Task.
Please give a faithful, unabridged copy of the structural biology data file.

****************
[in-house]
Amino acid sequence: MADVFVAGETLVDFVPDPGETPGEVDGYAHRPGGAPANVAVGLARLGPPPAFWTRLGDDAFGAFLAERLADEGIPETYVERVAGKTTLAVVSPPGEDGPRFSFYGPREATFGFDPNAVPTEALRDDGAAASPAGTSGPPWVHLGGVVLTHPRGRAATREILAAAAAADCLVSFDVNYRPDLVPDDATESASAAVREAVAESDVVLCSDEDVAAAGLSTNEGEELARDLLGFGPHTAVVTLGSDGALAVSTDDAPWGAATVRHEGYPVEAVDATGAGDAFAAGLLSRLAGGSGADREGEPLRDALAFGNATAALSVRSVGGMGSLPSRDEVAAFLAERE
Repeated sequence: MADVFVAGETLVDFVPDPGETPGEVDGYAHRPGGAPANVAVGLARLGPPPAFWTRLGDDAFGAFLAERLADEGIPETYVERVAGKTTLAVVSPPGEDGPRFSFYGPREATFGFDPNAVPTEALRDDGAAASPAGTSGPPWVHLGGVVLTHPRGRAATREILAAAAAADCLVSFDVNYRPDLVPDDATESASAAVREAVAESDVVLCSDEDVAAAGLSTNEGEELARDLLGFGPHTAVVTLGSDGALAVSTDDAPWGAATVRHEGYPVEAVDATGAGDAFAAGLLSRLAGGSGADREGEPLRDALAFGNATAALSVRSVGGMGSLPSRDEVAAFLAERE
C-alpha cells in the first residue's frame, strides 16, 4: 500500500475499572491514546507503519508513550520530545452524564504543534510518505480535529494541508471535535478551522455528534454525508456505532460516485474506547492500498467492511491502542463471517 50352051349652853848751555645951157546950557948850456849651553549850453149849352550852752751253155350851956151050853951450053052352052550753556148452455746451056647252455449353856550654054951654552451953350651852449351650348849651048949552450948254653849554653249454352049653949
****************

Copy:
[in-house]
Amino acid sequence: MADVFVAGETLVDFVPDPGETPGEVDGYAHRPGGAPANVAVGLARLGPPPAFWTRLGDDAFGAFLAERLADEGIPETYVERVAGKTTLAVVSPPGEDGPRFSFYGPREATFGFDPNAVPTEALRDDGAAASPAGTSGPPWVHLGGVVLTHPRGRAATREILAAAAAADCLVSFDVNYRPDLVPDDATESASAAVREAVAESDVVLCSDEDVAAAGLSTNEGEELARDLLGFGPHTAVVTLGSDGALAVSTDDAPWGAATVRHEGYPVEAVDATGAGDAFAAGLLSRLAGGSGADREGEPLRDALAFGNATAALSVRSVGGMGSLPSRDEVAAFLAERE
Repeated sequence: MADVFVAGETLVDFVPDPGETPGEVDGYAHRPGGAPANVAVGLARLGPPPAFWTRLGDDAFGAFLAERLADEGIPETYVERVAGKTTLAVVSPPGEDGPRFSFYGPREATFGFDPNAVPTEALRDDGAAASPAGTSGPPWVHLGGVVLTHPRGRAATREILAAAAAADCLVSFDVNYRPDLVPDDATESASAAVREAVAESDVVLCSDEDVAAAGLSTNEGEELARDLLGFGPHTAVVTLGSDGALAVSTDDAPWGAATVRHEGYPVEAVDATGAGDAFAAGLLSRLAGGSGADREGEPLRDALAFGNATAALSVRSVGGMGSLPSRDEVAAFLAERE
C-alpha cells in the first residue's frame, strides 16, 4: 500500500475499572491514546507503519508513550520530545452524564504543534510518505480535529494541508471535535478551522455528534454525508456505532460516485474506547492500498467492511491502542463471517 50352051349652853848751555645951157546950557948850456849651553549850453149849352550852752751253155350851956151050853951450053052352052550753556148452455746451056647252455449353856550654054951654552451953350651852449351650348849651048949552450948254653849554653249454352049653949